If you have ever made a pie from scratch you know how difficult pie crust dough is to work with. Learning how to work with pastry dough is so important to some, they pay a lot of money to become certified Pastry Chefs. Working with pastry dough can really take some know how. I have in the past, personally tried TWO different ‘No Fail’ pie dough recipes; apparently they didn’t factor me in when they named the recipes. They should have been named “No Fail pie crust except for Emily”. Every time a disaster! I was scared off of pie baking for a long time. Then, I found this little miracle of science, “Foolproof Pie Dough” that even I can make!
This recipe’s success relies heavily on one key ingredient. Vodka.
Yep, that’s right, alcohol. Or more accurately, ethanol.
It turns out Vodka has a high percentage of ethanol (40%), and that’s why it’s used in this pie dough. And NO, it’s not for taste! In fact, it imparts zero flavor into the crust because the alcohol evaporates in the oven. This recipe is all about the chemistry. Have a desire to be enlightened? Then read on!
|You will need: one refrigerated pie dough disk,
a long rolling pin, flour, and your pie plate (obviously).
And you’ll need to work quickly so the dough will not get warm. If it
doesn’t stay cold, it will get sticky.
|This dough is more moist and supple than others, and I suggest
flouring your work surface with at least 2 tablespoons of flour. Roll out
the dough to no thinner than 1/8 inch. It should be about 12″ in diameter.
|Now roll the dough onto your rolling pin, and unroll it over your pie plate.
( My bench scraper comes in handy in case the dough sticks a bit to the surface.)
|Using kitchen scissors, trim the excess dough that is hanging longer
than 1/2 inch over the sides.
|Fold or tuck that 1/2 inch overhang of pie dough under itself, making the
end of the dough flush with the edge of the pie plate. You can smoosh it
|Lastly, use your fingers as shown to create a decorative edging.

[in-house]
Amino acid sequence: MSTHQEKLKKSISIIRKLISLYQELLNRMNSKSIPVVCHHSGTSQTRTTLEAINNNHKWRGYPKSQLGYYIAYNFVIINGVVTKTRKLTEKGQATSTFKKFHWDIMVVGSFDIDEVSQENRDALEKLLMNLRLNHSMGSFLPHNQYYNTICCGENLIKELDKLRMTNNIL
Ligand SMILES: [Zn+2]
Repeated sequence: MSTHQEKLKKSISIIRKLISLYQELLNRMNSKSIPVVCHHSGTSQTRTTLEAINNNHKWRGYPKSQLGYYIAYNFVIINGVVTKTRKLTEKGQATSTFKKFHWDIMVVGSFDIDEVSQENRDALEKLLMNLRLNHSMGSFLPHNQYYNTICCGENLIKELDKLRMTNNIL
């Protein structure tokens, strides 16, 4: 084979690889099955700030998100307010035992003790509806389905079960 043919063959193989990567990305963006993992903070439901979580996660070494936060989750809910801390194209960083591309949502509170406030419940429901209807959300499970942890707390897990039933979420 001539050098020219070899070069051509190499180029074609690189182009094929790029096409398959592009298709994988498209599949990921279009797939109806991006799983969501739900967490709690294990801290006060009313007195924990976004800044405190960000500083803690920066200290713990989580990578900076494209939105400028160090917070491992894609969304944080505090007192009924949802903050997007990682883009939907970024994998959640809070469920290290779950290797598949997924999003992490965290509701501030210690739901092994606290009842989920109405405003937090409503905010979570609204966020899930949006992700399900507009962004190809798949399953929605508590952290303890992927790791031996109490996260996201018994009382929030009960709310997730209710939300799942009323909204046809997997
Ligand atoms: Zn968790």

Some folks use the tines of a fork to smoosh the dough around the edges,
Whatever you personally prefer! Now the dough is ready to be
refrigerated and then baked!
FYI: You will need a food processor for this recipe :0)
Gluten (the protein chains that holds dough together) forms readily in water. Too much gluten will make the dough tight, causing it to be difficult to roll out.The more you knead the dough the more gluten forms. Most pie dough recipes are stingy with the water for this very reason, and the dough can often turn out dry and fall apart. But gluten can’t form in ethanol. So we can add more moisture to the dough, making it moist and definitely easier to work with. (No ripping!)
Take note: This dough takes a bit longer in the oven to bake than traditional dough as there is more moisture to evaporate.
|The “cottage cheese curd” stage after adding butter and shortening.|
|Dough processed with the last 1/2 cup flour. It should have lots of small clumps.|
|Dough with the water and vodka incorporated into it. See how sticky it is?|
|The final disc wrapped in plastic ready to be refrigerated until firm.|
This dough will bake up just as tender, sweet and flaky as any pastry dough, and you’d never know the difference. As long as you follow the recipe, this dough will be just right every time!Print
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